Turkey, Politics

Turkey will not let terror groups into Mosul: Erdogan

President Recep Tayyip Erdogan says Turkey is 'ready' to fight terrorist organizations in Mosul

15.10.2016
Turkey will not let terror groups into Mosul: Erdogan

Ankara

By Diyar Guldogan

ANKARA

Turkey will not allow terrorist organizations to enter Mosul, Iraq, President Recep Tayyip Erdogan said Saturday.

"We will not allow Mosul to be given to either Daesh or other terrorist organizations," Erdogan told a ceremony in the Black Sea province of Rize.

Erdogan criticized Iraqi Prime Minister Haider al-Abadi's government, asking "where was the Iraqi government" when Daesh entered Mosul.

"We are ready with the coalition forces for combat there against Daesh and other terrorist organizations," Erdogan said.

About Turkey’s training base in Bashiqa, which Baghdad has said it wants closed, Erdogan said: "Nobody should speak about our base in Bashiqa. This base will stay there. Because Bashiqa also acts as insurance against terror attacks targeting Turkey."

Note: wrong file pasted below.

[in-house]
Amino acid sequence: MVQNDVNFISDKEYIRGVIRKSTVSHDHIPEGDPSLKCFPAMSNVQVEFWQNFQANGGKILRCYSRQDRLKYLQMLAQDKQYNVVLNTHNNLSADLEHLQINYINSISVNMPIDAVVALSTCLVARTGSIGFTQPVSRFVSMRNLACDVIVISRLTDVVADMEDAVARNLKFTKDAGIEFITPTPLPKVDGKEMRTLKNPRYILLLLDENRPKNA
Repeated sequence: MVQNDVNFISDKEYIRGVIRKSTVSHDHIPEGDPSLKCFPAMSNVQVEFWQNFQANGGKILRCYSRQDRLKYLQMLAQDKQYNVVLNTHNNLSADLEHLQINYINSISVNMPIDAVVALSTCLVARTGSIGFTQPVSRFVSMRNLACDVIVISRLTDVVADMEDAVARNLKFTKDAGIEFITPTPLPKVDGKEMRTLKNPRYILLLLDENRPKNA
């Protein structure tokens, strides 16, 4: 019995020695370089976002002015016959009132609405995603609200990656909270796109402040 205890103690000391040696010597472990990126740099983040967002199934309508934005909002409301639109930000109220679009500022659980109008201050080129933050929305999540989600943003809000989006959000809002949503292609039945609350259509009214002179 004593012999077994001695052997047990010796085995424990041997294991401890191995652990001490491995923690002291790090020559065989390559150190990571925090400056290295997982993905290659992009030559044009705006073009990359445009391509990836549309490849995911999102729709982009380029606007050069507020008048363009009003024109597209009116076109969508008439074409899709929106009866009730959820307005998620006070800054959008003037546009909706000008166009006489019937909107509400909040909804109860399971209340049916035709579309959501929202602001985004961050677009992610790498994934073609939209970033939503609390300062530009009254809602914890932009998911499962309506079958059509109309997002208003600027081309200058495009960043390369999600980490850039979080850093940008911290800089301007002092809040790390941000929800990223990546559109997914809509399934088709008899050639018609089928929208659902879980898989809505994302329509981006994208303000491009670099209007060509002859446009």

Last December, Turkey sent 150 troops and about two dozen combat tanks to Bashiqa, located 12 kilometers (7.5 miles) northeast of Mosul.

Turkey and Iraq have engaged in a war of words about the presence of Turkish troops there.

Erdogan said in its current Operation Euphrates Shield, Turkey entered Jarabulus, in the Syrian province of Aleppo along Turkey’s border, and then the town of Al-Rai. "Now where are we heading? To Dabiq [in northern Syria], and there we will declare a 5,000-square kilometer area a safe zone cleared of terror," he added.

The president said Turkey has no territorial designs, adding: "But there are 3 million refugees in our country. Let us prepare a place for them, let them return to their soil, make them live safe there; this is the step we will take."

FETO

Erdogan said the Fetullah Terrorist Organization (FETO), which the government says was behind the July 15 defeated coup, is a terrorist organization like the PKK and Daesh.

The president called on FETO’s head, U.S.-based Fetullah Gulen, to return to Turkey, saying: "If you have an ounce of bravery, return to your country. Come, do not take shelter in the U.S. Come and face trial here."

Erdogan added that if the coup-plotters had been successful the night of the attempted coup, "Turkey would have faced the most serious occupation attempt in its history."

He called the defeated coup an "all-out attack" on Turkey's unity and integrity.

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